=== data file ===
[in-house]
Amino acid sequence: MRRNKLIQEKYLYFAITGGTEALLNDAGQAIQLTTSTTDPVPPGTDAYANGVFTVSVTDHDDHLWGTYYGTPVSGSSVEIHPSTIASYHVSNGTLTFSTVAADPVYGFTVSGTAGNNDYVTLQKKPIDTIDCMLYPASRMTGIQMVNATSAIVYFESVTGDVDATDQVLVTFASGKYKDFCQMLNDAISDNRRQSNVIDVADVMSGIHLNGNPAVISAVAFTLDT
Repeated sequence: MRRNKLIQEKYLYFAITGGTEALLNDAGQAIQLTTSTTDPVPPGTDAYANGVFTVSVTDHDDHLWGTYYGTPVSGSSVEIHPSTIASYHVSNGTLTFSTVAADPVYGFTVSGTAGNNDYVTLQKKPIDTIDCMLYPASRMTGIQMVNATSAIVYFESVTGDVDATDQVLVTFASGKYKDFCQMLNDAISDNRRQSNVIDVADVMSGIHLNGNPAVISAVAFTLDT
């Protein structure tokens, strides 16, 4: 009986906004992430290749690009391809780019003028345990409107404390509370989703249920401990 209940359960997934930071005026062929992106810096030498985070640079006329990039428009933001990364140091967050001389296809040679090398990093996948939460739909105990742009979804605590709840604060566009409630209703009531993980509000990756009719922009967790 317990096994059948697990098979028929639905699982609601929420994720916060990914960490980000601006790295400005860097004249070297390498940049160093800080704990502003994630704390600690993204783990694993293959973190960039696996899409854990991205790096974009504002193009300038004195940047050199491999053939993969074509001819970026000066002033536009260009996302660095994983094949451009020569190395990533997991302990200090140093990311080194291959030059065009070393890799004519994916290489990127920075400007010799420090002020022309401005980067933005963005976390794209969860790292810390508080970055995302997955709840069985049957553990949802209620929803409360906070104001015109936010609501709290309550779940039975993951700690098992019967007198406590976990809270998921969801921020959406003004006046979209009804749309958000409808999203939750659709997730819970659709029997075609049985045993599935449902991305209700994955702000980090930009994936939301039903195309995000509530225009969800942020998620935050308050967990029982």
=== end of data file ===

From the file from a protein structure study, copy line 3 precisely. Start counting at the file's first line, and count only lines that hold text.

Repeated sequence: MRRNKLIQEKYLYFAITGGTEALLNDAGQAIQLTTSTTDPVPPGTDAYANGVFTVSVTDHDDHLWGTYYGTPVSGSSVEIHPSTIASYHVSNGTLTFSTVAADPVYGFTVSGTAGNNDYVTLQKKPIDTIDCMLYPASRMTGIQMVNATSAIVYFESVTGDVDATDQVLVTFASGKYKDFCQMLNDAISDNRRQSNVIDVADVMSGIHLNGNPAVISAVAFTLDT